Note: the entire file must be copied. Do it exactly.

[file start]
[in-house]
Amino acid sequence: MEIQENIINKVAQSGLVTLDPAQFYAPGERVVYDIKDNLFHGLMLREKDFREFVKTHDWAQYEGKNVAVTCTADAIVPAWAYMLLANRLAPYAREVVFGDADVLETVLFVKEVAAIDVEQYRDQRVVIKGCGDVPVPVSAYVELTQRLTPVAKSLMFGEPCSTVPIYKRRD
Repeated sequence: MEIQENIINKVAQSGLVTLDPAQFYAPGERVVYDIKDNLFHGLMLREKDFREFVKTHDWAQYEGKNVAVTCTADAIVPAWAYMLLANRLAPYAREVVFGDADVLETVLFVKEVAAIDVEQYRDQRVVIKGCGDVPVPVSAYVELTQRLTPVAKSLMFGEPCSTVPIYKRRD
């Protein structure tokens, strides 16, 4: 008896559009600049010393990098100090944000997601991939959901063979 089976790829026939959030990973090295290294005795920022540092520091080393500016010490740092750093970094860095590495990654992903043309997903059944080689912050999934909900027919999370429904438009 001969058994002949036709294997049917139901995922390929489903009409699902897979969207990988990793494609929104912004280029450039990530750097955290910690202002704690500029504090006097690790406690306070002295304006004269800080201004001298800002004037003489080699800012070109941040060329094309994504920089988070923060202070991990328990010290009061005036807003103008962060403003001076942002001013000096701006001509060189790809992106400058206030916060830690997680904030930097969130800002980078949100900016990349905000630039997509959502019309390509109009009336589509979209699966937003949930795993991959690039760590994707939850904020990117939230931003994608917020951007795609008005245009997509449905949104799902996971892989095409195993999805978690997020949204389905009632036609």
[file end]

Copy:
[in-house]
Amino acid sequence: MEIQENIINKVAQSGLVTLDPAQFYAPGERVVYDIKDNLFHGLMLREKDFREFVKTHDWAQYEGKNVAVTCTADAIVPAWAYMLLANRLAPYAREVVFGDADVLETVLFVKEVAAIDVEQYRDQRVVIKGCGDVPVPVSAYVELTQRLTPVAKSLMFGEPCSTVPIYKRRD
Repeated sequence: MEIQENIINKVAQSGLVTLDPAQFYAPGERVVYDIKDNLFHGLMLREKDFREFVKTHDWAQYEGKNVAVTCTADAIVPAWAYMLLANRLAPYAREVVFGDADVLETVLFVKEVAAIDVEQYRDQRVVIKGCGDVPVPVSAYVELTQRLTPVAKSLMFGEPCSTVPIYKRRD
């Protein structure tokens, strides 16, 4: 008896559009600049010393990098100090944000997601991939959901063979 089976790829026939959030990973090295290294005795920022540092520091080393500016010490740092750093970094860095590495990654992903043309997903059944080689912050999934909900027919999370429904438009 001969058994002949036709294997049917139901995922390929489903009409699902897979969207990988990793494609929104912004280029450039990530750097955290910690202002704690500029504090006097690790406690306070002295304006004269800080201004001298800002004037003489080699800012070109941040060329094309994504920089988070923060202070991990328990010290009061005036807003103008962060403003001076942002001013000096701006001509060189790809992106400058206030916060830690997680904030930097969130800002980078949100900016990349905000630039997509959502019309390509109009009336589509979209699966937003949930795993991959690039760590994707939850904020990117939230931003994608917020951007795609008005245009997509449905949104799902996971892989095409195993999805978690997020949204389905009632036609």